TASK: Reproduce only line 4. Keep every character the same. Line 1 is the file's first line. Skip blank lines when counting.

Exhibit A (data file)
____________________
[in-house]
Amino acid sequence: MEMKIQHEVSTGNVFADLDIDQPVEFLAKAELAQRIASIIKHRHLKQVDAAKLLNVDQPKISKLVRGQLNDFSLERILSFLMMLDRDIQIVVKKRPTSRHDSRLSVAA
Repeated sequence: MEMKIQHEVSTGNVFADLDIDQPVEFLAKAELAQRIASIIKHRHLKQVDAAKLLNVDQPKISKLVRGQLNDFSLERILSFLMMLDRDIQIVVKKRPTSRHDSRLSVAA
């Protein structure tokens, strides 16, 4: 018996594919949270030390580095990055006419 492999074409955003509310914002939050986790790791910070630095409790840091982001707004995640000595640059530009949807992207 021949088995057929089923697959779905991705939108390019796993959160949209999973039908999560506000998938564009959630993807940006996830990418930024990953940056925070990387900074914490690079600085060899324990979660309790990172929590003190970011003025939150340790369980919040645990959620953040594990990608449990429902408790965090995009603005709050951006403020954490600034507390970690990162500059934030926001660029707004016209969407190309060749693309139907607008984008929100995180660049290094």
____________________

């Protein structure tokens, strides 16, 4: 018996594919949270030390580095990055006419 492999074409955003509310914002939050986790790791910070630095409790840091982001707004995640000595640059530009949807992207 021949088995057929089923697959779905991705939108390019796993959160949209999973039908999560506000998938564009959630993807940006996830990418930024990953940056925070990387900074914490690079600085060899324990979660309790990172929590003190970011003025939150340790369980919040645990959620953040594990990608449990429902408790965090995009603005709050951006403020954490600034507390970690990162500059934030926001660029707004016209969407190309060749693309139907607008984008929100995180660049290094």